Hummingbird Cake is a moist and dense cake filled with ripe bananas, pineapple, pecans, and deliciously savory spices. Tweaked slightly from the original, this cake is simplified and made even easier in a Bundt pan. And, of course, drizzled in a thick cream cheese glaze for the ultimate in flavor.
Sometimes the very best recipes are the old ones, the tried and true, dog-eared recipes tucked away in the card file.
And while tastes evolve and change and are tweaked over time, there are those recipes that linger in our memories and when dusted off, and tried once again, can stand the test of time.
A Hummingbird Cake is just that… a classic recipe we should never forget.
Perfect all year, in all seasons, and for any celebration.
Or simply when you’re craving a dense, sweet, tender cake filled with flavors reminiscent of the tropics.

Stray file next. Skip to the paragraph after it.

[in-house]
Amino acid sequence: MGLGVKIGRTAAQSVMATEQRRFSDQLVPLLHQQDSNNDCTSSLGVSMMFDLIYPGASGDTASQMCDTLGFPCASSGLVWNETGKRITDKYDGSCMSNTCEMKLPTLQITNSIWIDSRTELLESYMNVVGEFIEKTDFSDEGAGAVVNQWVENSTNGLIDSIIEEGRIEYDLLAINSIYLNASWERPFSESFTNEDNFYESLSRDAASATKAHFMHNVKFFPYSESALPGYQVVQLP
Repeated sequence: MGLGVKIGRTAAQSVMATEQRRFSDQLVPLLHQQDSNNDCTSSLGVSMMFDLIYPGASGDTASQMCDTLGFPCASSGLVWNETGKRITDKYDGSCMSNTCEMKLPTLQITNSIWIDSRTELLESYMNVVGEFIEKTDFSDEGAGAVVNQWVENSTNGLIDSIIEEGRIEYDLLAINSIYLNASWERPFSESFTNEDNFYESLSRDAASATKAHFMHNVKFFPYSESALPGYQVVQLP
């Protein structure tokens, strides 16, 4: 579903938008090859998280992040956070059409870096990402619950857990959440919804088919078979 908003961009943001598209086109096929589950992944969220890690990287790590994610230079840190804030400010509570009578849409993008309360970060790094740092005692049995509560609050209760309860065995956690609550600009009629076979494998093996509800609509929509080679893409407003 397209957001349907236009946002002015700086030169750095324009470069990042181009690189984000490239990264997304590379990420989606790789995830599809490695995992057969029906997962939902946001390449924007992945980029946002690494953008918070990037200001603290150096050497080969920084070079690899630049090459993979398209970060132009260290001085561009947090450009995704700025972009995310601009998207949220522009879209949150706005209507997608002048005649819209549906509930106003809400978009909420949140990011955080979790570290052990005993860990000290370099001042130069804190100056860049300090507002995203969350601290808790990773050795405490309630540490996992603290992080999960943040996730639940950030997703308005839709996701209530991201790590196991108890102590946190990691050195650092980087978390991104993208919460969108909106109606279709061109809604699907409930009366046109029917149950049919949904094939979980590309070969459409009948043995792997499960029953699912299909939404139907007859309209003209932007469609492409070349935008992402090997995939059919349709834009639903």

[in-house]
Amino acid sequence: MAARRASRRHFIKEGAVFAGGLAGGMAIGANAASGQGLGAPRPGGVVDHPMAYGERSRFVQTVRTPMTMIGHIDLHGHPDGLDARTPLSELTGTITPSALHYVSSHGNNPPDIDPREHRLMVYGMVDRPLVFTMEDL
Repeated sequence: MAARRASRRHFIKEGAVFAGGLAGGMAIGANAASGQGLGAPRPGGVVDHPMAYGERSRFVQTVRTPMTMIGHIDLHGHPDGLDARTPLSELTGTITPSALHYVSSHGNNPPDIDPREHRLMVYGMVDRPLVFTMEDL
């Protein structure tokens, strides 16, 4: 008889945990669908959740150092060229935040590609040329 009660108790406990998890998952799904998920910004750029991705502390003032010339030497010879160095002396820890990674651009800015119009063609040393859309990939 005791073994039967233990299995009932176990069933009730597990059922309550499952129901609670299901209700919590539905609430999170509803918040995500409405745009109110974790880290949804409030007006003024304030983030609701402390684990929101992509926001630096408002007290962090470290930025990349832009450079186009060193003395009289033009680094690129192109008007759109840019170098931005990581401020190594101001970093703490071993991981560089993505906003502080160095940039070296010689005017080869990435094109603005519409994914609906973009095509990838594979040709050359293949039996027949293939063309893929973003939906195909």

Its texture is much like a moist and tender carrot cake.
And simple? Oh my, yes. Especially when converted to a bundt cake.
Hummingbird Cake Origins
The Hummingbird Cake made its popular debut in Southern Living magazine after the recipe was submitted in 1978 by Mrs. L.H. Wiggins of Greensboro, North Carolina. It’s now a globally loved cake.
After her death, it was written about Mrs. Wiggins that she “left behind a legacy of kindness that she shared by caring for others and, of course, cooking for them.”
A beautiful sentiment to be remembered by. And now, we have her lasting legacy in the uber-popular recipe bakers still love to make today.
Original Recipe submitted to Southern Living Magazine in 1978.
Why Is It Called a Hummingbird Cake?